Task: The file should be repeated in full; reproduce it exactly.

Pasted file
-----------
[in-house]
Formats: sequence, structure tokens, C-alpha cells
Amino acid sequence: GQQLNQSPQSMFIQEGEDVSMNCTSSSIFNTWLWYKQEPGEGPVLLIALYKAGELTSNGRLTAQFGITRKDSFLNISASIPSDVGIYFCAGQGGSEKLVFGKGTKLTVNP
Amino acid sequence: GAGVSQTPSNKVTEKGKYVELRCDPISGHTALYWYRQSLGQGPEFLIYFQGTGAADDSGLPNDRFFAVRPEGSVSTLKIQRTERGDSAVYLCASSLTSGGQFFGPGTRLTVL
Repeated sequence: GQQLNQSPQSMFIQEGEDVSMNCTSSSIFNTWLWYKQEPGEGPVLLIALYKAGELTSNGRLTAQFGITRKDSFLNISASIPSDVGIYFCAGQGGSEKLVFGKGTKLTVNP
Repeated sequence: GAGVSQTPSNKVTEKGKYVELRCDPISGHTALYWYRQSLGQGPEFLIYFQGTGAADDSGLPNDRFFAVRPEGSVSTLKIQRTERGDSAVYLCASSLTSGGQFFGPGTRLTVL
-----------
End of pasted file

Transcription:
[in-house]
Formats: sequence, structure tokens, C-alpha cells
Amino acid sequence: GQQLNQSPQSMFIQEGEDVSMNCTSSSIFNTWLWYKQEPGEGPVLLIALYKAGELTSNGRLTAQFGITRKDSFLNISASIPSDVGIYFCAGQGGSEKLVFGKGTKLTVNP
Amino acid sequence: GAGVSQTPSNKVTEKGKYVELRCDPISGHTALYWYRQSLGQGPEFLIYFQGTGAADDSGLPNDRFFAVRPEGSVSTLKIQRTERGDSAVYLCASSLTSGGQFFGPGTRLTVL
Repeated sequence: GQQLNQSPQSMFIQEGEDVSMNCTSSSIFNTWLWYKQEPGEGPVLLIALYKAGELTSNGRLTAQFGITRKDSFLNISASIPSDVGIYFCAGQGGSEKLVFGKGTKLTVNP
Repeated sequence: GAGVSQTPSNKVTEKGKYVELRCDPISGHTALYWYRQSLGQGPEFLIYFQGTGAADDSGLPNDRFFAVRPEGSVSTLKIQRTERGDSAVYLCASSLTSGGQFFGPGTRLTVL